Via America’s Lawyer: Coronavirus has completely warped the modern career landscapes, and large corporations like Amazon are jumping at the opportunity to implement stricter surveillance and union-busting tactics during this transitional period. Mike Papantonio & Farron Cousins discuss.


*This transcript was generated by a third-party transcription software company, so please excuse any typos.

Mike Papantonio: Major corporations will do almost anything to prevent their workers from starting a union, even if it means violating the most basic human rights. That’s exactly what’s happening in this country right now and I have Farron Cousins from the trial lawyer magazine to talk about it. I saw this article, it’s remarkable. We, we, we go back to the days of Henry Ford and put it on steroids. Lay this story out for us.

Farron Cousins: Well, it is interesting because what we’re finding out now is that this practice of surveilling workers has not only been continuing over the years, but it’s evolved and one of the more disgusting things that we’re seeing happening right now happens to be of course, with Amazon at Whole Foods, which Amazon now owns. They’re using heat map technology to try and determine if their workers are meeting in, in large groups while they’re working. To see if they’re possibly unionizing, because any time Amazon believes you have workers congregating together, that could be potential union talk and that of course is dangerous. Of course, that’s crazy that Amazon thinks that anytime three, four workers are together is a bad thing, and that it’s automatically a union. But that is what’s happening in these 510 Whole Food stores you have across the country.

Mike Papantonio: Yeah. So just for example, this, this Whole Foods story, there’s 95,000 employees, okay. There’s over 500 stores that they have. So they’re not just tracking their own employees. They’re tracking their employees that then go about, go out into the neighborhoods and they’re looking for demographics. What are the economic problems look like in that? I mean, what is, what does poverty look like? Who’s going to come in and buy food from us. But the ugly thing is, is your point. Are there five people meeting? Well, then there must be a conclusion that these people are trying to form a union and then they send in the union busters. This goes all the way back to Henry Ford. Doesn’t it? This, he did it without this technology, but he did it with, by bringing in minorities. Didn’t he?

Farron Cousins: Right. Henry Ford, you know, he did have this company that would surveil the workers and try to make sure there was no talk of unions, even though there was huge talk of unions. But, and so what he’d do at a time when nobody was hiring African American workers, he would bring in all these workers who would work for less. So it would scare the white employees saying, well, gee, I can’t talk about a union anymore because if I do, they’re just going to replace me with somebody who’ll worked for half as much. And that is how he busted unions and to an extent that practice is still in place today. What we see these corporations doing, like you just pointed out with Whole Foods. They’re looking at the demographics of the area. And if they say, okay, well, this area is pretty poor. You know, we’ve got a lot of minorities here. Let’s reach out and bring them into the store because they’ve found when there’s more minorities, there’s actually less talk of unionization. Less chance of a union forming.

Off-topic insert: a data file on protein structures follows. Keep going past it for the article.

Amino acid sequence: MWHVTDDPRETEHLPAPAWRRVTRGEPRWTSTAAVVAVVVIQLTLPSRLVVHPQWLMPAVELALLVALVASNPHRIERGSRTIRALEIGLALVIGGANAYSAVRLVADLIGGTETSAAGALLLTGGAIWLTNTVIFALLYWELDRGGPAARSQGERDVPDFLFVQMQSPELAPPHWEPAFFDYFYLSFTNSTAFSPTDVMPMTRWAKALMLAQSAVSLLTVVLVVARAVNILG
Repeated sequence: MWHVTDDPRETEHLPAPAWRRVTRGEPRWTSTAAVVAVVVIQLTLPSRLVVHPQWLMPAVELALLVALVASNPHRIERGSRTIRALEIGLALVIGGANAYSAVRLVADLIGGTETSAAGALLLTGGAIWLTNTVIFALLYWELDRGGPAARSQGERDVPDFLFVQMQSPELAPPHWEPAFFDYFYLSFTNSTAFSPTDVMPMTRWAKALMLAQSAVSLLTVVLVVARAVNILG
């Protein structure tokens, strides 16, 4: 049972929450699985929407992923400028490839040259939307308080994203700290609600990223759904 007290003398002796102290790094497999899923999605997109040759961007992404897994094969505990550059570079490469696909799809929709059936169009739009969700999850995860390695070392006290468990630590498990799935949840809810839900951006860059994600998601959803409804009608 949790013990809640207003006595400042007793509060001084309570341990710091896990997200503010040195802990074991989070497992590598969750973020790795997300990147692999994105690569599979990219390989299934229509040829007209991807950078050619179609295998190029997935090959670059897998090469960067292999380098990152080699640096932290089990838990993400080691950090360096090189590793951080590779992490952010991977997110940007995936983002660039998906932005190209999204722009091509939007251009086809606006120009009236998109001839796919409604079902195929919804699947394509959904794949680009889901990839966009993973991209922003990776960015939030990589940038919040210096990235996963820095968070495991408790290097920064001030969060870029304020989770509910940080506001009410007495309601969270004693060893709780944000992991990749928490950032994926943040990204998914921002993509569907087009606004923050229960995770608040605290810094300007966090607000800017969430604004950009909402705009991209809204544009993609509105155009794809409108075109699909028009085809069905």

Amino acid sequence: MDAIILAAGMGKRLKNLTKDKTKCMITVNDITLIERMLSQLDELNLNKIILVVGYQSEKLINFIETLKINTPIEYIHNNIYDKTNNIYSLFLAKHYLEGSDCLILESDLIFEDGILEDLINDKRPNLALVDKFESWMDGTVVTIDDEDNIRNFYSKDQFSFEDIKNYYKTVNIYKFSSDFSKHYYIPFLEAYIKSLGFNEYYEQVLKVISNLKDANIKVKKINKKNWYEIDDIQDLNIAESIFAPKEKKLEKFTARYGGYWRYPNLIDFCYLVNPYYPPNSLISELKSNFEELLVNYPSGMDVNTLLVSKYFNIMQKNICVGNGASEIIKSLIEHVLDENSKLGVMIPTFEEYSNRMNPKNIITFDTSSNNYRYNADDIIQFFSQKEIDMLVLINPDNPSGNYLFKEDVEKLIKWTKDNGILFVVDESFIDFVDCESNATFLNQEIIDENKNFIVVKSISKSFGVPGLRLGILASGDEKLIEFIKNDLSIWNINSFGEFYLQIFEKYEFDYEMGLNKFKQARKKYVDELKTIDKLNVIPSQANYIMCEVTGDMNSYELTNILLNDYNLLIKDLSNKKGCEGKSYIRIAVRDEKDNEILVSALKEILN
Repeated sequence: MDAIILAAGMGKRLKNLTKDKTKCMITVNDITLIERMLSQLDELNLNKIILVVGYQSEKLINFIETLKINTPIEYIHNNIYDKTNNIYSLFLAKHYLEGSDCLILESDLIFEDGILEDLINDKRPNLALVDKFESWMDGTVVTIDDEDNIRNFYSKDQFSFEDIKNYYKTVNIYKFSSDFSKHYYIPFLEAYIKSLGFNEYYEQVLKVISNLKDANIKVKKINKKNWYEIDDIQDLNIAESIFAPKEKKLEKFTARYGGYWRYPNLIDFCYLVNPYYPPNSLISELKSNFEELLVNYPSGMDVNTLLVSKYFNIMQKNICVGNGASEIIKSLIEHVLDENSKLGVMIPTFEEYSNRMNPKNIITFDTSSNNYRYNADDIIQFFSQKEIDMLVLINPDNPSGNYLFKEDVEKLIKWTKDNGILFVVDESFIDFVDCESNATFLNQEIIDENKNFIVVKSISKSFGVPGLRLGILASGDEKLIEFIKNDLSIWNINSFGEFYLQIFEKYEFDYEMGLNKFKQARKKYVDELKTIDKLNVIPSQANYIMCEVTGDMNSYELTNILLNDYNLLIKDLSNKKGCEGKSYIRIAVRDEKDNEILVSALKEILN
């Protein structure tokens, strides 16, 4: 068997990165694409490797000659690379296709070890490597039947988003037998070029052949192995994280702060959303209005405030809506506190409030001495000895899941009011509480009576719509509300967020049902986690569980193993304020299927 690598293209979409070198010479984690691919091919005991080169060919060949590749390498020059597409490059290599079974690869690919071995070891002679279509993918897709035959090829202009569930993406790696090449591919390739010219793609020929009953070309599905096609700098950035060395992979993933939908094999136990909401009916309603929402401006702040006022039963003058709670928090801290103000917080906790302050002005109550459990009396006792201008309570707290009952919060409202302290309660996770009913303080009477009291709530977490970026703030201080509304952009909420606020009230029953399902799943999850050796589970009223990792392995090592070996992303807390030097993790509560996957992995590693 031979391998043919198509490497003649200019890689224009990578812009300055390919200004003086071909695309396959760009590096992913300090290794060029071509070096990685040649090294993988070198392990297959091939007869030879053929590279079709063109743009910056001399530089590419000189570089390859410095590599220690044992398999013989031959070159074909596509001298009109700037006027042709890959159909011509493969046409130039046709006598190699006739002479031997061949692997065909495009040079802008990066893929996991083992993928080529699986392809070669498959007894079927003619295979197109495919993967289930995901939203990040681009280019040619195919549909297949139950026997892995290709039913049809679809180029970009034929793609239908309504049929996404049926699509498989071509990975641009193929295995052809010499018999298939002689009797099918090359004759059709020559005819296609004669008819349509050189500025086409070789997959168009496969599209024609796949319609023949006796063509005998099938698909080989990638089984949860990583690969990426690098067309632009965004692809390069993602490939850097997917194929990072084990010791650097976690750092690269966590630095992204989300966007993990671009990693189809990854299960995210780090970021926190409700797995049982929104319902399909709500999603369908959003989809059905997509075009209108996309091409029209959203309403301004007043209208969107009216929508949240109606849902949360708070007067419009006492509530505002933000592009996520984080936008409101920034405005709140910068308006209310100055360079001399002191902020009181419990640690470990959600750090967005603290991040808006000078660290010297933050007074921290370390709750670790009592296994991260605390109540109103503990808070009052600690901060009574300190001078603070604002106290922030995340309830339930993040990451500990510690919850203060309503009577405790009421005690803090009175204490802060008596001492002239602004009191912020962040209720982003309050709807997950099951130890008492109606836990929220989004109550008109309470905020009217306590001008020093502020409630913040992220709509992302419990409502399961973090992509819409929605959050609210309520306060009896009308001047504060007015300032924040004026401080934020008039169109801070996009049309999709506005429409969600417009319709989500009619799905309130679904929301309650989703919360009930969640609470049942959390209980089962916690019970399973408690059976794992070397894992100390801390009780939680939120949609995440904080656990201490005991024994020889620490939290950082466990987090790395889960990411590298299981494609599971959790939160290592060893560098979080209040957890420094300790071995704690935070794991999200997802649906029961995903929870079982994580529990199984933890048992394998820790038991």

Mike Papantonio: Well, first of all, the salaries are less. The benefits are less. They treat minorities in a way that Henry Ford did. He’d bring them in and I’m going to pay him very little. This, this story though, is it, there’s something called a Mac address, Mac address, and every, every phone has it. Every iPad has it. They’re using this Mac address to do this. Explain it just a little bit. It’s, it’s, it’s actually fairly elegant kind of process.

Farron Cousins: It is and this is crazy sneaky here. What it is is if you’re working at a store, sometimes even if you’re just a customer, if you have your Bluetooth turned on your phone or your wifi turned on, you don’t even have to connect to the store. The store has already pinged your phone and gotten the address. And so then what they do, they have their own data analytics companies that they use, they subcontract, or they do it in house and they then track where you’re going. Who you’re talking to. Where do you live? Do you live in a good neighborhood? Do you live in a poor neighborhood? Do you live, you know, with other people? Is there talk, are you congregating with people from work outside of work? And also while you’re at work, are you walking around and are you doing your job? Are you standing around too much? Every movement of these workers, both on and off the clock is being tracked from that Mac address that they don’t even know they’ve given to this company. They did it just from having Bluetooth turned on.

Mike Papantonio: They’re also adding facial recognition to it, by the way. Now, who are these people? I mean, who are these people coming up with this? RetailNext, RetailNext is one of the companies that develops this technology. It’s just no different than SpyWorks.

Farron Cousins: Right.

Mike Papantonio: And at SpyWorks it not only affects them at their job, it affects them at home, and their, in their daily life as well.

Mike Papantonio is an American attorney and television and radio talk show host. He is past president of The National Trial Lawyers, the most prestigious trial lawyer association in America; and is one of the few living attorneys inducted into the Trial Lawyer Hall of Fame. He hosts the international television show "America's Lawyer"; and co-hosts Ring of Fire Radio, a nationally syndicated weekly radio program, with Robert F. Kennedy, Jr. and Sam Seder.